Twitter rage from Myanmar


An flare-up of arson attacks and riots in Myanmar's remote Rakhine state — which, by most accounts, have led to 500 homes torched and seven deaths — have stoked nationalistic anger.

That fact alone is hardly surprising. Many of the country's majority ethnic group, the Burmese, have a dim view of the perceived assailants: Muslim men from an ethnic group called Rohingya. Though the Rohingya maintain they've existed on Myanmar's coast for centuries, they are widely derided as invaders from neighboring Bangladesh. A government official once famously derided them as a "dark brown" tribe that are "ugly as ogres."

What's novel, however, is the outpouring of anger on Twitter.

Here's a sampling of the anti-Rohingya Tweets:

@kozawgyi: We do not want #Extremist #Rohingya #Terrorist who engage in destructive acts in our Land. Our emotion is as same as USA #9/11 attack!

@ashinswami: Rohingya are killing and burning now poor Rakine villagers. How to stop them?

@thatburmesekid: they kill our people.they burn our villages.It is not protesting but they are terrorists. #Rohingya get out from #Myanmar.

@nyaseasar: Rohingya is not a nationality in Myanmar.They killed innocent Rakhine people and burned native villages.They are terrorists.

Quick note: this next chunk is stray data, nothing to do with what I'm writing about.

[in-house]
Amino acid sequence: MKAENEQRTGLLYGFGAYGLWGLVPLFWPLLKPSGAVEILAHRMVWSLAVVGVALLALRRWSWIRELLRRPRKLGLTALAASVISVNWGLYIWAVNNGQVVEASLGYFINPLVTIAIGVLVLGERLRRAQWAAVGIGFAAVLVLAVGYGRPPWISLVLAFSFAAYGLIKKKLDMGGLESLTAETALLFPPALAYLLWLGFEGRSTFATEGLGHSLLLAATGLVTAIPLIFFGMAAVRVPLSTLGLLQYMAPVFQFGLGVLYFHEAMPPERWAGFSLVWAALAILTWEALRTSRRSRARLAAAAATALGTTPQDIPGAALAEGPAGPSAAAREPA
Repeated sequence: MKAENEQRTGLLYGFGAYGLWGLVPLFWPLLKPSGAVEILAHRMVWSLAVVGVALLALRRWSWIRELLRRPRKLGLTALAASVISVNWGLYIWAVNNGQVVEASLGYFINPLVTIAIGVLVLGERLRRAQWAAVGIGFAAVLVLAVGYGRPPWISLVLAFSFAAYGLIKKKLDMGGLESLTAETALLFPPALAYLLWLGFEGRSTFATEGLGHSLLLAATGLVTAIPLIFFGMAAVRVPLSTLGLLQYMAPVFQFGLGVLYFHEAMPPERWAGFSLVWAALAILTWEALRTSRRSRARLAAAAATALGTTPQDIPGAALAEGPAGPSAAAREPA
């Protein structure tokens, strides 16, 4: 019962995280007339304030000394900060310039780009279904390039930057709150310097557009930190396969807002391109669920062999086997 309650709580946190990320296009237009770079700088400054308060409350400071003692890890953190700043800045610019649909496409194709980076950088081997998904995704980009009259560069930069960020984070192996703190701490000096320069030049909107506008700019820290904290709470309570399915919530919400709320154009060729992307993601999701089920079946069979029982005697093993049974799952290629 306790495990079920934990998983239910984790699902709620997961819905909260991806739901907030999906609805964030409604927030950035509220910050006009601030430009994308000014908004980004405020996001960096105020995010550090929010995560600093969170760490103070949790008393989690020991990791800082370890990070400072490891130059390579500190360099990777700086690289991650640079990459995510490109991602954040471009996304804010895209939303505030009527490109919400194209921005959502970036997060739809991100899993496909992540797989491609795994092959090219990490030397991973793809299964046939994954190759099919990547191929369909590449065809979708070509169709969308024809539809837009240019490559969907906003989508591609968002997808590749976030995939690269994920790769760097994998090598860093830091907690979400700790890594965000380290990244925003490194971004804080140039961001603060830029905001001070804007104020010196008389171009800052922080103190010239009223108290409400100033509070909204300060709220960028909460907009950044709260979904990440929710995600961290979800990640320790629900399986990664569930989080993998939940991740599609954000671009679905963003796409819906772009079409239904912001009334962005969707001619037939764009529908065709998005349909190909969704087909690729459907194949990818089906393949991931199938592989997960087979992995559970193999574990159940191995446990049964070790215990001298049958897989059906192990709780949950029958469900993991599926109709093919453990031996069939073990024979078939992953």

@goddess_ofspace: #rakhine people are not terrorist people… #ROHINGYA are ~!!!!

And so on.

Western media have a habit of exaggerating the role of Twitter in foreign conflict zones. To be clear, the percentage of Myanmar nationals with Internet access and a Twitter account — let alone electricity — is infinitesimmaly tiny.

What's interesting is that some in Myanmar are joining the rest of the world in using Twitter (and Facebook) to vent nationalistic rage and excoriate the foreign media.

A bit more background: Most outlets contend the tit-for-tat attacks began with the rape and murder of a local woman. Believing the perpetrator to be Muslim, a mob run aboard a bus and beat Muslim men to death, according to AFP. The violence has since escalated.

Also, Myanmar's president, initially avoiding a public address for fear "it would impose burden to your mind," has broken his silence.

According to Myanmar's state mouthpiece New Light of Myanmar, he called the violence "anarchic activities become wider due to instigations based on religion and racism putting rage, hatred and vengeance in the fore." He warned citizens to resist "the desire of vengeance and anarchy."

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